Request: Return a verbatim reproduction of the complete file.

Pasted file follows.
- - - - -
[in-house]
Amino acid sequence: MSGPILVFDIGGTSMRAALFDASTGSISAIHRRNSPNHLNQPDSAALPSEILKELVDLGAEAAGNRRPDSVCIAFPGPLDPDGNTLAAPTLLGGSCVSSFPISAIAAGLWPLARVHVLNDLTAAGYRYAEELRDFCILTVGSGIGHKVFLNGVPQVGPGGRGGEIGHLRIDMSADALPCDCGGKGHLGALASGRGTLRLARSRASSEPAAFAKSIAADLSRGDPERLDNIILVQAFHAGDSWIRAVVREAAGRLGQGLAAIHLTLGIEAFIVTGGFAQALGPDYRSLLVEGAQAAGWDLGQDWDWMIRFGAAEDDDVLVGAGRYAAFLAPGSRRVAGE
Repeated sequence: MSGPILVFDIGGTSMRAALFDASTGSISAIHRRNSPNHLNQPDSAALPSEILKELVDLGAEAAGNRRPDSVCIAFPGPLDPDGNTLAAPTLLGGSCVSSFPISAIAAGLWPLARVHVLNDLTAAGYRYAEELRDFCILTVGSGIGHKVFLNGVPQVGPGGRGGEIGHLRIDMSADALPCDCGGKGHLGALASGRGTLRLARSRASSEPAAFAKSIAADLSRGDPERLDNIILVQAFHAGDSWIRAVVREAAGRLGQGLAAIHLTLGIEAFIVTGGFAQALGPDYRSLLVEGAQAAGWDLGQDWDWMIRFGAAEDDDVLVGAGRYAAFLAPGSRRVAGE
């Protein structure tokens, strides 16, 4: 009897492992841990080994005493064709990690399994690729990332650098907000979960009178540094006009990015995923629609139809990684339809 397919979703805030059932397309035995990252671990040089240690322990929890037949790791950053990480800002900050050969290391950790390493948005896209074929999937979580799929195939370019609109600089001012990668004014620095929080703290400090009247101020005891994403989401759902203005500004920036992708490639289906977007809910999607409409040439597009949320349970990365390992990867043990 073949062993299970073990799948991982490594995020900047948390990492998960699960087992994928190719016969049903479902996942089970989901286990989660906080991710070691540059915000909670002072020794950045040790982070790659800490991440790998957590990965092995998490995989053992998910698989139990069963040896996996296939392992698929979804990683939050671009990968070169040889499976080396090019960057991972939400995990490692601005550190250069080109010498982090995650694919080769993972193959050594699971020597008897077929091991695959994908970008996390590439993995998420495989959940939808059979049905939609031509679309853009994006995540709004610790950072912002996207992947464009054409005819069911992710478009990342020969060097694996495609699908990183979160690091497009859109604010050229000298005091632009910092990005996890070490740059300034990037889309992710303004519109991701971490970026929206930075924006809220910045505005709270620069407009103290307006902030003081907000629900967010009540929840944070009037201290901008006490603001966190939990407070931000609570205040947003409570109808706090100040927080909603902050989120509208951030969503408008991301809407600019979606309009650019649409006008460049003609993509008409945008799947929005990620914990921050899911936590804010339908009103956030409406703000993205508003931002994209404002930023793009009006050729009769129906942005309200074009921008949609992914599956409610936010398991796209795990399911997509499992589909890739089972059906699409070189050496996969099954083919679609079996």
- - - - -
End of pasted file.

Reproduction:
[in-house]
Amino acid sequence: MSGPILVFDIGGTSMRAALFDASTGSISAIHRRNSPNHLNQPDSAALPSEILKELVDLGAEAAGNRRPDSVCIAFPGPLDPDGNTLAAPTLLGGSCVSSFPISAIAAGLWPLARVHVLNDLTAAGYRYAEELRDFCILTVGSGIGHKVFLNGVPQVGPGGRGGEIGHLRIDMSADALPCDCGGKGHLGALASGRGTLRLARSRASSEPAAFAKSIAADLSRGDPERLDNIILVQAFHAGDSWIRAVVREAAGRLGQGLAAIHLTLGIEAFIVTGGFAQALGPDYRSLLVEGAQAAGWDLGQDWDWMIRFGAAEDDDVLVGAGRYAAFLAPGSRRVAGE
Repeated sequence: MSGPILVFDIGGTSMRAALFDASTGSISAIHRRNSPNHLNQPDSAALPSEILKELVDLGAEAAGNRRPDSVCIAFPGPLDPDGNTLAAPTLLGGSCVSSFPISAIAAGLWPLARVHVLNDLTAAGYRYAEELRDFCILTVGSGIGHKVFLNGVPQVGPGGRGGEIGHLRIDMSADALPCDCGGKGHLGALASGRGTLRLARSRASSEPAAFAKSIAADLSRGDPERLDNIILVQAFHAGDSWIRAVVREAAGRLGQGLAAIHLTLGIEAFIVTGGFAQALGPDYRSLLVEGAQAAGWDLGQDWDWMIRFGAAEDDDVLVGAGRYAAFLAPGSRRVAGE
């Protein structure tokens, strides 16, 4: 009897492992841990080994005493064709990690399994690729990332650098907000979960009178540094006009990015995923629609139809990684339809 397919979703805030059932397309035995990252671990040089240690322990929890037949790791950053990480800002900050050969290391950790390493948005896209074929999937979580799929195939370019609109600089001012990668004014620095929080703290400090009247101020005891994403989401759902203005500004920036992708490639289906977007809910999607409409040439597009949320349970990365390992990867043990 073949062993299970073990799948991982490594995020900047948390990492998960699960087992994928190719016969049903479902996942089970989901286990989660906080991710070691540059915000909670002072020794950045040790982070790659800490991440790998957590990965092995998490995989053992998910698989139990069963040896996996296939392992698929979804990683939050671009990968070169040889499976080396090019960057991972939400995990490692601005550190250069080109010498982090995650694919080769993972193959050594699971020597008897077929091991695959994908970008996390590439993995998420495989959940939808059979049905939609031509679309853009994006995540709004610790950072912002996207992947464009054409005819069911992710478009990342020969060097694996495609699908990183979160690091497009859109604010050229000298005091632009910092990005996890070490740059300034990037889309992710303004519109991701971490970026929206930075924006809220910045505005709270620069407009103290307006902030003081907000629900967010009540929840944070009037201290901008006490603001966190939990407070931000609570205040947003409570109808706090100040927080909603902050989120509208951030969503408008991301809407600019979606309009650019649409006008460049003609993509008409945008799947929005990620914990921050899911936590804010339908009103956030409406703000993205508003931002994209404002930023793009009006050729009769129906942005309200074009921008949609992914599956409610936010398991796209795990399911997509499992589909890739089972059906699409070189050496996969099954083919679609079996």